How Does the Court Determine If Property Division Terms in a Texas Divorce Are Clear or Ambiguous?

When disputes arise over the enforcement of property division terms in a Texas divorce decree, understanding how courts determine the clarity or ambiguity of these terms becomes crucial. Texas law treats these agreements as contracts, and their interpretation follows specific principles designed to honor the parties’ original intentions. This issue typically surfaces when one party challenges the enforcement of the agreed-upon terms, claiming they are unclear or ambiguous.

Governing Principles of Divorce Decrees as Contracts

In Texas, when a divorce decree includes a property settlement agreement, it is governed by contract law:

“Because the divorce decree provision at issue is an agreement by the parties, contract principles control.” See McGoodwin v. McGoodwin, 671 S.W.2d 880, 882 (Tex.1984).

This principle means that the terms agreed upon by the parties are interpreted according to established contract principles, ensuring that the agreement’s integrity is maintained.

Language of the Agreement

Courts focus on the precise wording of the agreement to determine its meaning:

“When construing a contract, we must look to the language of the parties’ agreement.” See Barrow-Shaver Res. Co. v. Carrizo Oil & Gas, Inc., 590 S.W.3d 471, 479 (Tex. 2019).

The objective is to give effect to the parties’ intentions as clearly expressed in their agreement:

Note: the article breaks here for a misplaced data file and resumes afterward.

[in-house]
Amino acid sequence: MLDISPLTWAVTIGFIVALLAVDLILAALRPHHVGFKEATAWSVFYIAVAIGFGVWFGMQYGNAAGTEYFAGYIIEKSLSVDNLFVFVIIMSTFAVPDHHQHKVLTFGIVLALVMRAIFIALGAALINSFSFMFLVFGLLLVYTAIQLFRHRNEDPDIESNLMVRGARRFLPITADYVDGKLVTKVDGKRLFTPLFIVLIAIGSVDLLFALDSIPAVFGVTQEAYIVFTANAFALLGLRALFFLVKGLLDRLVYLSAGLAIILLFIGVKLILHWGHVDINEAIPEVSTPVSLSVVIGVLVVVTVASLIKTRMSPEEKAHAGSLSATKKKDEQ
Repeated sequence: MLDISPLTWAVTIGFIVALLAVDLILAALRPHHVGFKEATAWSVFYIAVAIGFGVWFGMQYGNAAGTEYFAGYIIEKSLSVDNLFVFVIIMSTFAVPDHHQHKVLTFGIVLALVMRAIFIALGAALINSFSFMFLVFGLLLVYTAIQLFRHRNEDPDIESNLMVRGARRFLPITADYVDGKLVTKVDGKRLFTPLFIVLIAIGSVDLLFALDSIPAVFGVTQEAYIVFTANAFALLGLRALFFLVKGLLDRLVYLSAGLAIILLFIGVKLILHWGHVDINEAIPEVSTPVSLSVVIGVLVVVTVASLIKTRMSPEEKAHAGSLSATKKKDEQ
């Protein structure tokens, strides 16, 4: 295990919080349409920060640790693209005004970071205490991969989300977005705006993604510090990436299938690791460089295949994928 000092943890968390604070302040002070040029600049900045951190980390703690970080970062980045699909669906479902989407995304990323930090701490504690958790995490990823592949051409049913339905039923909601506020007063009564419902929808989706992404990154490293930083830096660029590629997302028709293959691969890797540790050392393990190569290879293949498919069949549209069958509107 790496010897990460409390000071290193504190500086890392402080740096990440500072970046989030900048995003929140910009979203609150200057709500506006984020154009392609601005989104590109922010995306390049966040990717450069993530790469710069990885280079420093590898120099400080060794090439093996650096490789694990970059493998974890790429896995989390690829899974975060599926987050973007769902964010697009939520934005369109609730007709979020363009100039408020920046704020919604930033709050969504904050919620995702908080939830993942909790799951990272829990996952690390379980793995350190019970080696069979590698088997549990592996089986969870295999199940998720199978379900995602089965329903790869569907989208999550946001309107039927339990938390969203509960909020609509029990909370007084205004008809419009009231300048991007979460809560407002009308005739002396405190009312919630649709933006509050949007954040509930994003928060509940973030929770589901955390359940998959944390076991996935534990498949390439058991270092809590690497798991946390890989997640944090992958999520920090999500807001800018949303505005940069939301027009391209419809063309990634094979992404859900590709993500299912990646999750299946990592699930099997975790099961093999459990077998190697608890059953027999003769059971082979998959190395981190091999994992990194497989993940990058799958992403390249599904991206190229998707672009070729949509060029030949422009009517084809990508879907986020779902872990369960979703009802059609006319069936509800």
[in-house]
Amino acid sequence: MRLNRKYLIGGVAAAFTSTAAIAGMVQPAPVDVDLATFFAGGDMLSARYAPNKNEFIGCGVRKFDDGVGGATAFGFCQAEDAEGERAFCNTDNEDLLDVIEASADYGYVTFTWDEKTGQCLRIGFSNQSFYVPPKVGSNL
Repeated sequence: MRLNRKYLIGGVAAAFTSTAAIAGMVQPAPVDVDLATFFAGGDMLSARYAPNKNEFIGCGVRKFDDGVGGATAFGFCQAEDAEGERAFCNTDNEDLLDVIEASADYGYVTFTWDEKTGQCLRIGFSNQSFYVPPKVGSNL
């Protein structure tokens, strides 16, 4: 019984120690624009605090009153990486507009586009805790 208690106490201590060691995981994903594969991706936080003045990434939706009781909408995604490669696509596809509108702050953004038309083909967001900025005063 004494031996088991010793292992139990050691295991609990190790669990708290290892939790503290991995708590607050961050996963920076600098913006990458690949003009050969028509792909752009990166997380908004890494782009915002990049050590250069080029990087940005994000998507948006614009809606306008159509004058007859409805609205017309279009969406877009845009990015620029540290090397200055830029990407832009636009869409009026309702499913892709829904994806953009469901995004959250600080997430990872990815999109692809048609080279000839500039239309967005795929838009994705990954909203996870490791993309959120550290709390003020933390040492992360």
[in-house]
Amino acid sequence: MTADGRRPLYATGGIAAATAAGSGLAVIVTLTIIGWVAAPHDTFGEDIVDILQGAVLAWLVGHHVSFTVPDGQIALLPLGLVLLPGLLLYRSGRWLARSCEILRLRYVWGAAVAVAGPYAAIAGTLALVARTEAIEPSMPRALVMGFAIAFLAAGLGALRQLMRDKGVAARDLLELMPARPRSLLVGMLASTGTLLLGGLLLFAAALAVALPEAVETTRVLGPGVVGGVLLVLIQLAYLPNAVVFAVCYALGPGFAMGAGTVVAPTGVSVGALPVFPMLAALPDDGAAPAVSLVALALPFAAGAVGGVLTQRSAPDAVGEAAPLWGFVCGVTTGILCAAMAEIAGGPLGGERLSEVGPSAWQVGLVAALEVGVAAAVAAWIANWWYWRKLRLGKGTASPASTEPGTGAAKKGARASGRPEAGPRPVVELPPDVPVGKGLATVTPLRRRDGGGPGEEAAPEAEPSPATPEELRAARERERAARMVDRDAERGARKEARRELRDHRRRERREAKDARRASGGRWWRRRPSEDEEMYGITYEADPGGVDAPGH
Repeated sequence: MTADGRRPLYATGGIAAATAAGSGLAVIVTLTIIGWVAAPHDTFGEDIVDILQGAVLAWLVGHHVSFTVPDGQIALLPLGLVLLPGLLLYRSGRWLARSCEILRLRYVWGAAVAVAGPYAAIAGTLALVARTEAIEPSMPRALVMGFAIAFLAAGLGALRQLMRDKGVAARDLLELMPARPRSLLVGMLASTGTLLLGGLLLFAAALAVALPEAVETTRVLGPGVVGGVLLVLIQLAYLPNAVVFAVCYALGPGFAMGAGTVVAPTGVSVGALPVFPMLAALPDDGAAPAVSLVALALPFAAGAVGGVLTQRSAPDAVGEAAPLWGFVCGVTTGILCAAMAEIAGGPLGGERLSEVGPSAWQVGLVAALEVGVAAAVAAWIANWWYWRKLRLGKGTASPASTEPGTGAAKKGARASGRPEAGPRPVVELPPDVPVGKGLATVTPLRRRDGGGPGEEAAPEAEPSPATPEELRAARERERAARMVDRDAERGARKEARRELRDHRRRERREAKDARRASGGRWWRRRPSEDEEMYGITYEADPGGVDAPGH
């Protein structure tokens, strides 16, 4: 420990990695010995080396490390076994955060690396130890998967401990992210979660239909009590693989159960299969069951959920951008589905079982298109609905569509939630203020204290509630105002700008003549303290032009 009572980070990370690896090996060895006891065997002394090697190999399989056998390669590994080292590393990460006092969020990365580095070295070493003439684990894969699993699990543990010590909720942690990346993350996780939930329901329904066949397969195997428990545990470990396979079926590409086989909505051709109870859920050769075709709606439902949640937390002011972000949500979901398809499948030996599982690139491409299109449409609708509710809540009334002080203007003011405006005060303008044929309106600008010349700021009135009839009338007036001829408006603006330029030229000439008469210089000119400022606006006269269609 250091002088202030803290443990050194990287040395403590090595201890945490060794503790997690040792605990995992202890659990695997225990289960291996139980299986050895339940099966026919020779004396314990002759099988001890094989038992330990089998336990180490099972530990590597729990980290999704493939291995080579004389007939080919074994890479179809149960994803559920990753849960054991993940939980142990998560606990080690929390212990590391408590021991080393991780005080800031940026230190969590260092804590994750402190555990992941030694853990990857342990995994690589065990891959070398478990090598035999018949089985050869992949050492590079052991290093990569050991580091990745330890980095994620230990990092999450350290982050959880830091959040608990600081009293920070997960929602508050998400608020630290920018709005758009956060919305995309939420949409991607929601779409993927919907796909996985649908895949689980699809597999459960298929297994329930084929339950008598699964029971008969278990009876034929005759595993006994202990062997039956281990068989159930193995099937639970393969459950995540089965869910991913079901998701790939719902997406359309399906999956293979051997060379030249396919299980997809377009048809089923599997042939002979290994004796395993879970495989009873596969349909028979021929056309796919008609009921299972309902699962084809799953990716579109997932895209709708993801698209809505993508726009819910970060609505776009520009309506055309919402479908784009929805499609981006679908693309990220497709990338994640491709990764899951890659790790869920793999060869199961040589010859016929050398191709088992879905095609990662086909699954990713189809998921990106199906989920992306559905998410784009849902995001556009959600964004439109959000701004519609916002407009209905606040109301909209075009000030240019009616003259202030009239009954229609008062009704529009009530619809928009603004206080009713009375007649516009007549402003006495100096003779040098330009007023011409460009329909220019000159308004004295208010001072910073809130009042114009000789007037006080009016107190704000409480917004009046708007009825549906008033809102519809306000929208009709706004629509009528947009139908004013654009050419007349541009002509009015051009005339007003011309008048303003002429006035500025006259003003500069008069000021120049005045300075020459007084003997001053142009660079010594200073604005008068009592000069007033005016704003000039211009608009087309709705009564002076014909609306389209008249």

“We must give effect to the parties’ intentions as expressed in their agreement.” See Pathfinder Oil & Gas, Inc. v. Great W. Drilling, Ltd., 574 S.W.3d 882, 888 (Tex. 2019).

Ensuring Each Term is Significant

Every part of the agreement must be considered so that no provision is rendered meaningless:

“When discerning the contracting parties’ intent, we examine the entire agreement and give effect to each provision so that none is rendered meaningless.” See Kachina Pipeline Co. v. Lillis, 471 S.W.3d 445, 450 (Tex. 2015).

This holistic approach ensures that each term of the agreement contributes to the overall understanding of the parties’ intent.

Plain and Ordinary Meaning of Terms

Terms within the agreement are given their plain and ordinary meaning unless a different meaning was clearly intended:

“We give contract terms their plain and ordinary meaning unless the contract indicates that the parties intended a different meaning.” See id.

This approach maintains the integrity of the agreement, ensuring that terms are interpreted as they are commonly understood.

Holistic Interpretation of the Contract

No single term is given overriding importance on its own; instead, all terms are viewed in the context of the entire agreement:

“We do not give any single provision, taken alone, controlling effect; rather, we consider all provisions with reference to the entire instrument.” See id.

The Role of Clear Language

The plain language of the contract is prioritized over any claims about unstated intentions: